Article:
Bluebird was a budget label and subsidiary of Victor that was established in Chicago by legendary blues talent scout and producer Lester Melrose in 1933, in the teeth of the Depression. To cut costs and increase output per session, Melrose used a core group of musicians on many of the label’s blues records, a set-up that resulted in a kind of house band that was the forerunner of the set-up at Sun and Tamla Motown. That house band was likely to include some or all of Tampa Red, Big Bill Broonzy, Sonny Boy Williamson 1, Roosevelt Sykes, Washboard Sam and Ransom Knowling. Most of the blues greats of the era made their own records and played on each other’s records on Bluebird, which lasted until 1942. What was known as the ‘Bluebird sound’ or the ‘Bluebird beat’ was a kind of half-way house between the rougher, Delta-type sound the house band members had grown up with, and a lighter, jazzier, and more danceable style that had one foot in the pop music of the day and one foot in what was going to become rock n’ roll a decade or two later.
This record is extremely faithful to the original source, but it’s not a pastiche – the songs and performances are too good for that. Braithwaite and Whiteley have written a set of numbers here which cover the considerable breadth of what Bluebird put out, from ‘pure blues’ to ragtime, to jazzier stuff, to single-entendre rudeness, to folk/blues. It’s all acoustic, but it’s got a big acoustic sound. Braithwaite has a pure, clear, melodic tone – she’s a ‘proper’ singer, not a throaty belter. Whiteley (not incidentally to be confused with the late lamented Chris Whitley) is a multi-instrumentalist who plays all the guitars, cornet and harp – he plays them all very well and has a good singing voice that’s well up to the task. The duo, who have joined forces for this record rather than being a regular pairing, are accompanied on some tracks by other instruments that add colour here and there, but this is very much a duo record, and Braithwaite and Whitely sound as if they’ve been playing together for years.
It’s an upbeat record, light rather than dark, and it aims to entertain, in keeping with what Bluebird would now be obliged to call its mission statement if it still existed. The songs sound as if they must be standards, and this is testimony to the quality of the songwriting. The best track for me is the title track, Morning Sun, which is so good that it really ought to become a standard, rather than just sounding like one. As sung by Braithwaite, with spare guitar accompaniment by Whiteley, it’s as good as a folk/blues song can get, simple and very moving. Leadbelly could have written it. If it doesn’t get deep into your skull, there’s something not quite right about you.
Fruteland Jackson – Tell Me What You Say
Fruteland Jackson spends a lot of his time going round schools in the Chicago area on the Blues In The Schools program, which involves taking blues music to kids and educating, inspiring and getting through to them via lessons with titles like Trading Handguns for Harmonicas. In addition to being a blues historian and teacher, he’s a damn fine act in his own right, as this CD shows.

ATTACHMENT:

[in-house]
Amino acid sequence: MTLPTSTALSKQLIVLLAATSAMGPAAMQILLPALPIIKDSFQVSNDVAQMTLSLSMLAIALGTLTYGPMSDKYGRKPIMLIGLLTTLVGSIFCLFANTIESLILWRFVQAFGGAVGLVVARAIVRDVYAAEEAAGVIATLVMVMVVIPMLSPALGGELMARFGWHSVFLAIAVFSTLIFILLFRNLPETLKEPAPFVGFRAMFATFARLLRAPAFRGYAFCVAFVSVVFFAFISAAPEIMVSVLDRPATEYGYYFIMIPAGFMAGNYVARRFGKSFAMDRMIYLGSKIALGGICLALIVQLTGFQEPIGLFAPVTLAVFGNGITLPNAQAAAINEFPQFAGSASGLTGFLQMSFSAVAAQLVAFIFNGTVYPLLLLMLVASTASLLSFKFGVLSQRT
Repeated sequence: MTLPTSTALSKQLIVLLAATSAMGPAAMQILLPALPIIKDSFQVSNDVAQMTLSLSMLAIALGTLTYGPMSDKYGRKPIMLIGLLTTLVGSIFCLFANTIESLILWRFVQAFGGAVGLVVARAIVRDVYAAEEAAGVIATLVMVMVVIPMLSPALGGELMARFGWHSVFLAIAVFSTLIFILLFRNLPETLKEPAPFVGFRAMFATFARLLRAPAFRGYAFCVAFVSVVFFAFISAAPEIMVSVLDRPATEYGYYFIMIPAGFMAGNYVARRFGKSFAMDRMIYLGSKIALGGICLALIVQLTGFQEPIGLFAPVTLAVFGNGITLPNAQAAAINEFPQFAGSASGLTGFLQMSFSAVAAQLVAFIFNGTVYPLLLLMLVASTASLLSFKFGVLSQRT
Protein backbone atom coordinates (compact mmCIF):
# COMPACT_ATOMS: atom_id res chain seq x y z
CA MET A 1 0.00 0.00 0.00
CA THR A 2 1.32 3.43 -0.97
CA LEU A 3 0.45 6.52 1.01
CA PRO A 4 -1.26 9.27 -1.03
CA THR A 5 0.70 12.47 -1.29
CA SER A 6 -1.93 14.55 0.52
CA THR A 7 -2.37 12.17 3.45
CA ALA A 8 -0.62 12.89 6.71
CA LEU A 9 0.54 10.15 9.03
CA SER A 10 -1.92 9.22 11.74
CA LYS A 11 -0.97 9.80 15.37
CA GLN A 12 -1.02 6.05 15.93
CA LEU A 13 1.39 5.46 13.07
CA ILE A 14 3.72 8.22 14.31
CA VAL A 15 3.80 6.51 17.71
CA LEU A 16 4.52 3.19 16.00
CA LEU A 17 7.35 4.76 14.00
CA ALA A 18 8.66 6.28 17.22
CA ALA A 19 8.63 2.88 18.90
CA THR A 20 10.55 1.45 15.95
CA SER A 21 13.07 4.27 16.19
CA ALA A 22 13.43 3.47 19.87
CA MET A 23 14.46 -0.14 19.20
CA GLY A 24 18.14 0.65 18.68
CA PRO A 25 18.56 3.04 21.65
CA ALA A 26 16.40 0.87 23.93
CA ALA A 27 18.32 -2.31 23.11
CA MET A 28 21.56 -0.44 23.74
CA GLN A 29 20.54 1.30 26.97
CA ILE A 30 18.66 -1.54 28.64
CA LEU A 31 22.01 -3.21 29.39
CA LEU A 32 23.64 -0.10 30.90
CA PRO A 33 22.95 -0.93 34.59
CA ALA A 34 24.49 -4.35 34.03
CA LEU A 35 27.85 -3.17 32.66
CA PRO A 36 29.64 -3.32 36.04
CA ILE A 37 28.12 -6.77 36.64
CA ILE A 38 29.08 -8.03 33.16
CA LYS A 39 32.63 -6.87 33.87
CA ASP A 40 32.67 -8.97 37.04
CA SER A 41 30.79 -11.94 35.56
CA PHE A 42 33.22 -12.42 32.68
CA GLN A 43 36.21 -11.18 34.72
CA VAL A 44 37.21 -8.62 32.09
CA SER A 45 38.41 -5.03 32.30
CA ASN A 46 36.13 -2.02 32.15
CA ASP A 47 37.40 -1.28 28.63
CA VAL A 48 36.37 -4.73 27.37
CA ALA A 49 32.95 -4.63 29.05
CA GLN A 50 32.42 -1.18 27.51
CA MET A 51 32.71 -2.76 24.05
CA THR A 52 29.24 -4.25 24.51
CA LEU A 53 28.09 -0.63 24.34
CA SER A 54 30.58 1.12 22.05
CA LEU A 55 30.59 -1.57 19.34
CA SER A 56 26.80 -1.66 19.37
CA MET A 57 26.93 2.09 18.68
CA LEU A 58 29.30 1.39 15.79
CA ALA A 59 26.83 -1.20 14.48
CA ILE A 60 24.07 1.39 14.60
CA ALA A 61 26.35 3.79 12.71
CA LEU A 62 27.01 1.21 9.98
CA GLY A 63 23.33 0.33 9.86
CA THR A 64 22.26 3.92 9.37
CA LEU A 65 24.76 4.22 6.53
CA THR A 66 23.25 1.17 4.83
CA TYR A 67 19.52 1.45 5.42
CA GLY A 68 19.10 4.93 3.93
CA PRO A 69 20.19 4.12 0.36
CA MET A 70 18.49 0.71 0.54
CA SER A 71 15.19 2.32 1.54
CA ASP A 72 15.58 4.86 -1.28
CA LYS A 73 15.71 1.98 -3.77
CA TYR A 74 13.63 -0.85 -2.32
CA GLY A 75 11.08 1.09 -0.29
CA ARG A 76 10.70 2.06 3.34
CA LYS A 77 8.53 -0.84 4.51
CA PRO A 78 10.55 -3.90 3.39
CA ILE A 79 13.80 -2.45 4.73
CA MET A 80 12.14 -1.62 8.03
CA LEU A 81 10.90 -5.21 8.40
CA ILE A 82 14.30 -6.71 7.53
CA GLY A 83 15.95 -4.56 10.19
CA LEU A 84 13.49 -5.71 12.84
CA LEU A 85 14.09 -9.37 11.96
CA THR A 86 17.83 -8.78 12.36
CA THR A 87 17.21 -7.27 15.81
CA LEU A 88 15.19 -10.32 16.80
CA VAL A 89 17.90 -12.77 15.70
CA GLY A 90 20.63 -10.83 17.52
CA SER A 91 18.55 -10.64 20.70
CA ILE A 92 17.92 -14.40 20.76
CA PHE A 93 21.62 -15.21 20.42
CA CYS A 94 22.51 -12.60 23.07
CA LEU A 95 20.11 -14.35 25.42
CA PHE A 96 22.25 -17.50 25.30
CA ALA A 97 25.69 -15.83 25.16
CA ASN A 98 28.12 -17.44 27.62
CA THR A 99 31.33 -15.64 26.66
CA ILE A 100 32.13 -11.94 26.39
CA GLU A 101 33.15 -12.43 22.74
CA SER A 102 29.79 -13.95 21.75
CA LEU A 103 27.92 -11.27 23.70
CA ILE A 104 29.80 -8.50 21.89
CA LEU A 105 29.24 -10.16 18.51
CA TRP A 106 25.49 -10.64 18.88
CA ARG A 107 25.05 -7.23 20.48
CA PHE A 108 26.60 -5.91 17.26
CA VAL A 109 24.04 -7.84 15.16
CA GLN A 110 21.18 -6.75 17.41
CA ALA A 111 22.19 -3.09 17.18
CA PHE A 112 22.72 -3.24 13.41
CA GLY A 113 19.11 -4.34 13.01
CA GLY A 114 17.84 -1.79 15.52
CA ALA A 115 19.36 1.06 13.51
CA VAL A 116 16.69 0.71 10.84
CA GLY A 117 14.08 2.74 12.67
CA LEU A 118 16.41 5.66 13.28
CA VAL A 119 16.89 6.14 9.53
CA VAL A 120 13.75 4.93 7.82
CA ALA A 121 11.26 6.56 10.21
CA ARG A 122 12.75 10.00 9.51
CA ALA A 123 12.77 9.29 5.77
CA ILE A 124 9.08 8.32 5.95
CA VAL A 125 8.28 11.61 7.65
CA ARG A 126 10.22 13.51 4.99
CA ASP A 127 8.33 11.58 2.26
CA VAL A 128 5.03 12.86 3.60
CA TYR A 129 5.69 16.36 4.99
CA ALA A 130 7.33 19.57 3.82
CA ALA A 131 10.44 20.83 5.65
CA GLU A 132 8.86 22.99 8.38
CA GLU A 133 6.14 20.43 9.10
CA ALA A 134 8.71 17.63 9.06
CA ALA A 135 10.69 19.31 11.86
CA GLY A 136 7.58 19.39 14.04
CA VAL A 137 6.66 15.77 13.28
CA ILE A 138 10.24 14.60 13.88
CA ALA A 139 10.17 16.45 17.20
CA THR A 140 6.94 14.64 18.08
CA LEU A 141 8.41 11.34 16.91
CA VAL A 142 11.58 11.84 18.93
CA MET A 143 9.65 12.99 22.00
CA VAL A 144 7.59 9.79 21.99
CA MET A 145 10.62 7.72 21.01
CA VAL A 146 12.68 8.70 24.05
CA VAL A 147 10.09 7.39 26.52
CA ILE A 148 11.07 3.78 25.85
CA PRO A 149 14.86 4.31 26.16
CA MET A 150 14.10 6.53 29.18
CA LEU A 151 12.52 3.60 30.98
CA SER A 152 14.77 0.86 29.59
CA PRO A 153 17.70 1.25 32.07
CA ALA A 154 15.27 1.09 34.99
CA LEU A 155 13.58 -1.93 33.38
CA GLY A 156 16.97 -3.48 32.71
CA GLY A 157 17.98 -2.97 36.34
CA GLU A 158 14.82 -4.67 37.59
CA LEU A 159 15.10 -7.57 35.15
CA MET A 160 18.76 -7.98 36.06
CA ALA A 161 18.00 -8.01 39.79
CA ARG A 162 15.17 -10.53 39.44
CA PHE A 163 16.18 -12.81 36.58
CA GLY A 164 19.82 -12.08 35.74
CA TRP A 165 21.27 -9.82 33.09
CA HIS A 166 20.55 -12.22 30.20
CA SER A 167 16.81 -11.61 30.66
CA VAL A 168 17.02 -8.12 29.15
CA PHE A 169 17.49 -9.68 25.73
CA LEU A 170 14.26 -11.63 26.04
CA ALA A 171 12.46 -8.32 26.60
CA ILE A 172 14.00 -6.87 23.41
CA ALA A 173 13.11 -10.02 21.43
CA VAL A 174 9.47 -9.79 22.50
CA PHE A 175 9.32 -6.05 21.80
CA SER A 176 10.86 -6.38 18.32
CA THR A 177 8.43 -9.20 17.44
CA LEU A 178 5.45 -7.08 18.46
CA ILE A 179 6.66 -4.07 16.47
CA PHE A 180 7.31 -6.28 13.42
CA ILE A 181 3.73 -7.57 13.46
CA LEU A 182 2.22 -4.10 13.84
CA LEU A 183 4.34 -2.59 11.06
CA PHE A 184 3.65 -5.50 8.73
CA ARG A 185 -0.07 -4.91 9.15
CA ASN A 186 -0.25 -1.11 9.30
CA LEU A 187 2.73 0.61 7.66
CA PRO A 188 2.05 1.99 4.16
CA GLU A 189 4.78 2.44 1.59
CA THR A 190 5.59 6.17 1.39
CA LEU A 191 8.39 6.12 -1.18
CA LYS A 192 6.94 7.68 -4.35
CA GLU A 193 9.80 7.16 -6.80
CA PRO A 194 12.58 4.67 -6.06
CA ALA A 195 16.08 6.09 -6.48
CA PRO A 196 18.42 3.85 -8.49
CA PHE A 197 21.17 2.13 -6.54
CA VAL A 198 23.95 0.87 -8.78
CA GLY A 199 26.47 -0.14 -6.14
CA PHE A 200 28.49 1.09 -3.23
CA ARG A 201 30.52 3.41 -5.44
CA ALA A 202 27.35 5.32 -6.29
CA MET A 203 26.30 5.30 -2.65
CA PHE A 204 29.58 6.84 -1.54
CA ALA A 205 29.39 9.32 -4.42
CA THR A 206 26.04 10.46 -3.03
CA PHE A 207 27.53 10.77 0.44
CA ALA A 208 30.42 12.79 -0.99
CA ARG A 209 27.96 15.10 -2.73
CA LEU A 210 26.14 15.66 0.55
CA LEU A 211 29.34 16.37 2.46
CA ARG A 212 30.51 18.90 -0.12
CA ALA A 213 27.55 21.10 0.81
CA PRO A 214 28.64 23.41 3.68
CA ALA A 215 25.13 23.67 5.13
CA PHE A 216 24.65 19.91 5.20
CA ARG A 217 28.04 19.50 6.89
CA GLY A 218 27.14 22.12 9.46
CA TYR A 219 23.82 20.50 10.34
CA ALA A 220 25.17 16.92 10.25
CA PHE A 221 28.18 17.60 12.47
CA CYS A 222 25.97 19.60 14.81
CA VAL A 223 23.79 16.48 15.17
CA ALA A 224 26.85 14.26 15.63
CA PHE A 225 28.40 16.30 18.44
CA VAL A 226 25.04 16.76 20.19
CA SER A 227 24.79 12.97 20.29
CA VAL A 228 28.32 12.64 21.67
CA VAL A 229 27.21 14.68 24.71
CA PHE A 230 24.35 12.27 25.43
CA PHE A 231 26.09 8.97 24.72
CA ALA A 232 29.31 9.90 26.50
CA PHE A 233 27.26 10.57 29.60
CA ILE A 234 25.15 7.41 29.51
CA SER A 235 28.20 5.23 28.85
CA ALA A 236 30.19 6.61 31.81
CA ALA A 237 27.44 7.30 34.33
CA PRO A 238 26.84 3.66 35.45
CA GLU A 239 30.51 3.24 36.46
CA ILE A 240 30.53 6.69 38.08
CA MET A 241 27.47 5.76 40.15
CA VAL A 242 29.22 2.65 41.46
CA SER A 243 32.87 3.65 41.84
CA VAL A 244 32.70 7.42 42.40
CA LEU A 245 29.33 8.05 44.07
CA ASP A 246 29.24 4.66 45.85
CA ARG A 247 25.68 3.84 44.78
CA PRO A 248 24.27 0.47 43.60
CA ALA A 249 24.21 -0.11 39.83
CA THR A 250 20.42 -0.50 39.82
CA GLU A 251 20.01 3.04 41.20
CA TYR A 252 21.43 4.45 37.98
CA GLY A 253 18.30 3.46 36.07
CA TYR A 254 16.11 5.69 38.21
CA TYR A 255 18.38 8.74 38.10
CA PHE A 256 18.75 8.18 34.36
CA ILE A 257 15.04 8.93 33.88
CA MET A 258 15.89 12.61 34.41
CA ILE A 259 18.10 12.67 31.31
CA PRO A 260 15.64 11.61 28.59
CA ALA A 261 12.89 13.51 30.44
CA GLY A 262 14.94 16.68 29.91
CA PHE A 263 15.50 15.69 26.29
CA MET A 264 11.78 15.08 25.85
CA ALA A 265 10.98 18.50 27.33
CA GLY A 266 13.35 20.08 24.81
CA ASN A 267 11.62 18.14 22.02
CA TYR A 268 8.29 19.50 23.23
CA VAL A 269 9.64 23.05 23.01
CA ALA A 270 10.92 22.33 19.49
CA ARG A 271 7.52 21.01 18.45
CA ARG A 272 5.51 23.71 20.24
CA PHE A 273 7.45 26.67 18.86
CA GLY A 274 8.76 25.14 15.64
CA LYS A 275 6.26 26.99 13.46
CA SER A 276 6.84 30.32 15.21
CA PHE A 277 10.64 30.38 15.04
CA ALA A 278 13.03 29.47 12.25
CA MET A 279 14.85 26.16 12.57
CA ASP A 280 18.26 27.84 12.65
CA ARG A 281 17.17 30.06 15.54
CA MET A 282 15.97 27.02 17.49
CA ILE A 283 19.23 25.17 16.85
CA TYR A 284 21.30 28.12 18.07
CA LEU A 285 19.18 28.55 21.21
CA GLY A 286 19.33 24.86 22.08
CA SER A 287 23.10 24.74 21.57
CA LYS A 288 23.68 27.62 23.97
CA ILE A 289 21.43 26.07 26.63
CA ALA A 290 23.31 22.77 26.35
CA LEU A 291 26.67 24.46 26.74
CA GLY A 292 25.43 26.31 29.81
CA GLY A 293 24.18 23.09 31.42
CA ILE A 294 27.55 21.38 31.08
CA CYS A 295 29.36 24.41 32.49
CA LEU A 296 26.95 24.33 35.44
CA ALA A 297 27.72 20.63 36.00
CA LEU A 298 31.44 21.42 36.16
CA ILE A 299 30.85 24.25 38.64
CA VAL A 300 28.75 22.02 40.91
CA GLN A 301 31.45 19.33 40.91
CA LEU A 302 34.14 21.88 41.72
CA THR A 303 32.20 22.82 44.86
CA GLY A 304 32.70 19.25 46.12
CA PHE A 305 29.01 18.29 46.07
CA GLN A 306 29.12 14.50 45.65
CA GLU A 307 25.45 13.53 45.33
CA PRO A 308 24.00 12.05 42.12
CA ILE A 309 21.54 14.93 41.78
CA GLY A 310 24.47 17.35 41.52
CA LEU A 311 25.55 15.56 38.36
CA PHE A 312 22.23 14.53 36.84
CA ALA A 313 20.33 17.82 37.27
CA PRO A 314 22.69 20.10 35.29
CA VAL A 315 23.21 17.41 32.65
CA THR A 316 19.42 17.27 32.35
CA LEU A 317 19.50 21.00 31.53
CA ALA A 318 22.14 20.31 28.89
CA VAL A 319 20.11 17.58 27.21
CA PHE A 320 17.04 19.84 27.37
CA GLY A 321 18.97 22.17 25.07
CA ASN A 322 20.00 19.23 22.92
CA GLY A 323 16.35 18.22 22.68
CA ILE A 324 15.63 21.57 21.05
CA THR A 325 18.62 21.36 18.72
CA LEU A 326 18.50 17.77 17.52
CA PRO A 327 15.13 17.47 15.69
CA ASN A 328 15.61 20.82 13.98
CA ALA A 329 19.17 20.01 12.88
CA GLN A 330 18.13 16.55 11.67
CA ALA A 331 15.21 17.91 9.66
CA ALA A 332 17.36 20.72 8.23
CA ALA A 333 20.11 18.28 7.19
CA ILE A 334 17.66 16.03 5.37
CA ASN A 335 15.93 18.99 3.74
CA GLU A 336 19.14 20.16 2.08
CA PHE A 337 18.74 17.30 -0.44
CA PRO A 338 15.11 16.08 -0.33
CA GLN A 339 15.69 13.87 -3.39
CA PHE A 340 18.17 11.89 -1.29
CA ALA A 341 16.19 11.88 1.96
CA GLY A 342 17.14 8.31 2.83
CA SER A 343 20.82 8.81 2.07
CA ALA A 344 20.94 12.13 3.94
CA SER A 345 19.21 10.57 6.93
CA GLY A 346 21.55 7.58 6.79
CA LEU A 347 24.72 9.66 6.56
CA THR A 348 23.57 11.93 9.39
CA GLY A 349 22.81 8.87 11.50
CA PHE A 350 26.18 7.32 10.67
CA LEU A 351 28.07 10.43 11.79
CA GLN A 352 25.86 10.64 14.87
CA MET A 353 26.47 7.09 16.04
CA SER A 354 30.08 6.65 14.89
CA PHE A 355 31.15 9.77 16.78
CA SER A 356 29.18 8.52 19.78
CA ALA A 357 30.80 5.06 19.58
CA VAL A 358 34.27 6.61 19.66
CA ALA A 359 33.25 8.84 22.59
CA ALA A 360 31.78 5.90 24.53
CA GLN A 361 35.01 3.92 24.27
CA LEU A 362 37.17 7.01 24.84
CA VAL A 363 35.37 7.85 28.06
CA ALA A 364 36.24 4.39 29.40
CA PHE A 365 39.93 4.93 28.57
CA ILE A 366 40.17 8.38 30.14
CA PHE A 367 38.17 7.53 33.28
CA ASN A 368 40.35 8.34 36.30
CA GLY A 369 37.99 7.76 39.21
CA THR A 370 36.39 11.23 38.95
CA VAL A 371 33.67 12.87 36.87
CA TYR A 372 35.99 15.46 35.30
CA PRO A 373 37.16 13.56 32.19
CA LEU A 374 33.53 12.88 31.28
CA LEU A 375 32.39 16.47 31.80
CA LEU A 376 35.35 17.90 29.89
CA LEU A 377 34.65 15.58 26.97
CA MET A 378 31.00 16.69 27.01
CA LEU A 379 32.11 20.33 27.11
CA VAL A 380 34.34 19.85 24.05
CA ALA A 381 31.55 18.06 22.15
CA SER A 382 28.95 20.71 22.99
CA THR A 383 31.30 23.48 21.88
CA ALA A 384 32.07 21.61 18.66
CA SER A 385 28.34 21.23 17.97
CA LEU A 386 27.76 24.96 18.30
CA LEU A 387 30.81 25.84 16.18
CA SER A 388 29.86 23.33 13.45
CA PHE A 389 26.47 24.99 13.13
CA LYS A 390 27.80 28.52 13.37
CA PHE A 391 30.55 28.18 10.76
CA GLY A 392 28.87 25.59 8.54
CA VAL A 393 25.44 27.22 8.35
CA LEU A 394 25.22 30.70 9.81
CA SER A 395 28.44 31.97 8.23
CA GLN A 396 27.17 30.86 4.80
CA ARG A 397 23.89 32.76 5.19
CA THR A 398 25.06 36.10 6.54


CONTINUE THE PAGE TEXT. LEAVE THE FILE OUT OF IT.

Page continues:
Fruteland (damn fine name too) is interested in the world around him, rather than in only looking back. He’s most emphatically in the country blues tradition, but he doesn’t do the ‘canon’ (at least not on his records). He writes his own songs and he writes them about the world that’s in front of him. His previous CD, Blues 2.0 (2004), kicked off with the great and totally original title track, which presented his own song about the endless drudgery of working life for people whose jobs don’t come with an ‘attractive package’ as a genuine work song, a holler of the kind the Lomaxes were recording in penitentiaries in the 1930s and 40s. This new CD has plenty of his own take on how a lot of people live in this day and age. Not that this makes it some kind of college-type social commentary – it’s more that it’s the blues canon slightly updated for today.
There are songs on here about gambling, paying taxes, getting old(er) and about Fruteland’s grandfather’s life, among other themes explored in a nicely varied set. Fruteland’s singing voice has power, but he’s more of a crooner than a shouter – he has a light, fairly high-register, smooth sound. He plays high-standard acoustic guitar on most tracks and is joined by other musicians on some tracks, including Chris Whiteley on trumpet, harp and guitar and Julian Fauth (who made a very good album for the same label last year) on piano. The songs come in a variety of styles - straight blues, ragtime, countryish, gospel amongst others, and the first track is a cappella.
The top track for me, by some distance, is Blues Over Baghdad. It strikes me that this song is what the blues, or at any rate some of it, should be all about in this day and age. It takes the feel and soul of the blues both as a musical form and as an attitude and applies it to a modern topic that it most certainly belongs with. It’s not the kind of easy-to-write, lazy, trite bit of Bush-hating that artists in other fields come up with, it’s a deeply felt piece looking at the situation with empathy, humanity and regret. My guess is that if you were wrapped up in this conflict as a participant/victim, you’d feel that this song did justice to your suffering. Fruteland Jackson believes in the Blues. This song alone shows that he’s right to.